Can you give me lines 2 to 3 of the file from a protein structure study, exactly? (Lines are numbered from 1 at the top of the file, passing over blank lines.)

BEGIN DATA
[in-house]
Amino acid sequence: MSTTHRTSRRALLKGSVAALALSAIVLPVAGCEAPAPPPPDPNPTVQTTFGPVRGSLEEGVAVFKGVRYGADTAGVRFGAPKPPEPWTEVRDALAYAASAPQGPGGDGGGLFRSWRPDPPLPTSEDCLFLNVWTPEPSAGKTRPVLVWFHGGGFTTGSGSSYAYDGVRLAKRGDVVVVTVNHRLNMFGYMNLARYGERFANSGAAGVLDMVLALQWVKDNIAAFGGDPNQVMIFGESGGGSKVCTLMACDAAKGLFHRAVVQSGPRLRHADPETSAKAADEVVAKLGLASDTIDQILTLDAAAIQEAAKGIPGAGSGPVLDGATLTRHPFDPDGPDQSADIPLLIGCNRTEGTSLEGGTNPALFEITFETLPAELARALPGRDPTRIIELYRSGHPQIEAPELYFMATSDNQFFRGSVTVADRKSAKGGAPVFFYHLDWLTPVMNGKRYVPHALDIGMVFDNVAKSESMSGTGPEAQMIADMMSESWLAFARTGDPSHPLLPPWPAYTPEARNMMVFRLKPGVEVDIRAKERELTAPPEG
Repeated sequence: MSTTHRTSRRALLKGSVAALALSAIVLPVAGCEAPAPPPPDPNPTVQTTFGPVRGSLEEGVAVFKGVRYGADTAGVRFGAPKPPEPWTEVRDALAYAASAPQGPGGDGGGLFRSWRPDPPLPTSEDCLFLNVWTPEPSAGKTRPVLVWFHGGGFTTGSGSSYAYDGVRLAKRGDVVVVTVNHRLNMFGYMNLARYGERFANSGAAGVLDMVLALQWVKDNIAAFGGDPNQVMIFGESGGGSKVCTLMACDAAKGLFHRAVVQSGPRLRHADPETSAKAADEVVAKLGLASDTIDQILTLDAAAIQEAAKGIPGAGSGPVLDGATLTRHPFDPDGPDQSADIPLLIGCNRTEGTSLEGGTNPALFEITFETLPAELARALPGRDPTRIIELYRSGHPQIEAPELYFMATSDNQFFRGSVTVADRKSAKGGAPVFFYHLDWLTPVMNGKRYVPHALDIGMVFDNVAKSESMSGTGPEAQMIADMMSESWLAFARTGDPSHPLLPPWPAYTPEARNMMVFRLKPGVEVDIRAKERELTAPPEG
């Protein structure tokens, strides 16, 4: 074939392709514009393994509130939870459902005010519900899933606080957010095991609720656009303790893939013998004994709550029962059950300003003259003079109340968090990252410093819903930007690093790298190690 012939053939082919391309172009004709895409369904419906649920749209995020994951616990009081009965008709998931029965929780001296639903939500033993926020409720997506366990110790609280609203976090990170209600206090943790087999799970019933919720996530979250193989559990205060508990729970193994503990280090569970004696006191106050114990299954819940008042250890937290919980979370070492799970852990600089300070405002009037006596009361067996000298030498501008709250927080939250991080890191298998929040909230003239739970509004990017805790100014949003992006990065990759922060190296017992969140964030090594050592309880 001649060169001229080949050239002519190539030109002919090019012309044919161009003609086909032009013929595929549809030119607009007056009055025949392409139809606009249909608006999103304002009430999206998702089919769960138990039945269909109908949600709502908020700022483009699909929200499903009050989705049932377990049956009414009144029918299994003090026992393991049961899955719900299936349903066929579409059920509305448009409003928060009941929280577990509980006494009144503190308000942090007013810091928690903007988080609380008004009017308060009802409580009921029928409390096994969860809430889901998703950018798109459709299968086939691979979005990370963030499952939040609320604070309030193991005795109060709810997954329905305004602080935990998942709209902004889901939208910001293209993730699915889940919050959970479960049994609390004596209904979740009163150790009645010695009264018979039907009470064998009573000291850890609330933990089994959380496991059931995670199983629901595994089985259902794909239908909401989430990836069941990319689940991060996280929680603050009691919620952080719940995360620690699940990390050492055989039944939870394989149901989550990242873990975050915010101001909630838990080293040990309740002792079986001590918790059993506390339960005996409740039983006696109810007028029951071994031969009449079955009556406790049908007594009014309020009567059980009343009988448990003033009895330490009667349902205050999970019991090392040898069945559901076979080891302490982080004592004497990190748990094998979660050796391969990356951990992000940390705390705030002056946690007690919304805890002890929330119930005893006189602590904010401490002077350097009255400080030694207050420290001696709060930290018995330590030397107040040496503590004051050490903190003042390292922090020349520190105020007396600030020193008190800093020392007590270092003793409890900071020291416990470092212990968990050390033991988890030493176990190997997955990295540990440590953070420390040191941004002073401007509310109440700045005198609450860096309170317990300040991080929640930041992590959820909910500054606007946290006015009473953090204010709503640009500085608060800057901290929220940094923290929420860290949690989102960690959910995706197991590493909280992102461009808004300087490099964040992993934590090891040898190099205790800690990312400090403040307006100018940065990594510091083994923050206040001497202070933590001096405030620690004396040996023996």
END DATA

Amino acid sequence: MSTTHRTSRRALLKGSVAALALSAIVLPVAGCEAPAPPPPDPNPTVQTTFGPVRGSLEEGVAVFKGVRYGADTAGVRFGAPKPPEPWTEVRDALAYAASAPQGPGGDGGGLFRSWRPDPPLPTSEDCLFLNVWTPEPSAGKTRPVLVWFHGGGFTTGSGSSYAYDGVRLAKRGDVVVVTVNHRLNMFGYMNLARYGERFANSGAAGVLDMVLALQWVKDNIAAFGGDPNQVMIFGESGGGSKVCTLMACDAAKGLFHRAVVQSGPRLRHADPETSAKAADEVVAKLGLASDTIDQILTLDAAAIQEAAKGIPGAGSGPVLDGATLTRHPFDPDGPDQSADIPLLIGCNRTEGTSLEGGTNPALFEITFETLPAELARALPGRDPTRIIELYRSGHPQIEAPELYFMATSDNQFFRGSVTVADRKSAKGGAPVFFYHLDWLTPVMNGKRYVPHALDIGMVFDNVAKSESMSGTGPEAQMIADMMSESWLAFARTGDPSHPLLPPWPAYTPEARNMMVFRLKPGVEVDIRAKERELTAPPEG
Repeated sequence: MSTTHRTSRRALLKGSVAALALSAIVLPVAGCEAPAPPPPDPNPTVQTTFGPVRGSLEEGVAVFKGVRYGADTAGVRFGAPKPPEPWTEVRDALAYAASAPQGPGGDGGGLFRSWRPDPPLPTSEDCLFLNVWTPEPSAGKTRPVLVWFHGGGFTTGSGSSYAYDGVRLAKRGDVVVVTVNHRLNMFGYMNLARYGERFANSGAAGVLDMVLALQWVKDNIAAFGGDPNQVMIFGESGGGSKVCTLMACDAAKGLFHRAVVQSGPRLRHADPETSAKAADEVVAKLGLASDTIDQILTLDAAAIQEAAKGIPGAGSGPVLDGATLTRHPFDPDGPDQSADIPLLIGCNRTEGTSLEGGTNPALFEITFETLPAELARALPGRDPTRIIELYRSGHPQIEAPELYFMATSDNQFFRGSVTVADRKSAKGGAPVFFYHLDWLTPVMNGKRYVPHALDIGMVFDNVAKSESMSGTGPEAQMIADMMSESWLAFARTGDPSHPLLPPWPAYTPEARNMMVFRLKPGVEVDIRAKERELTAPPEG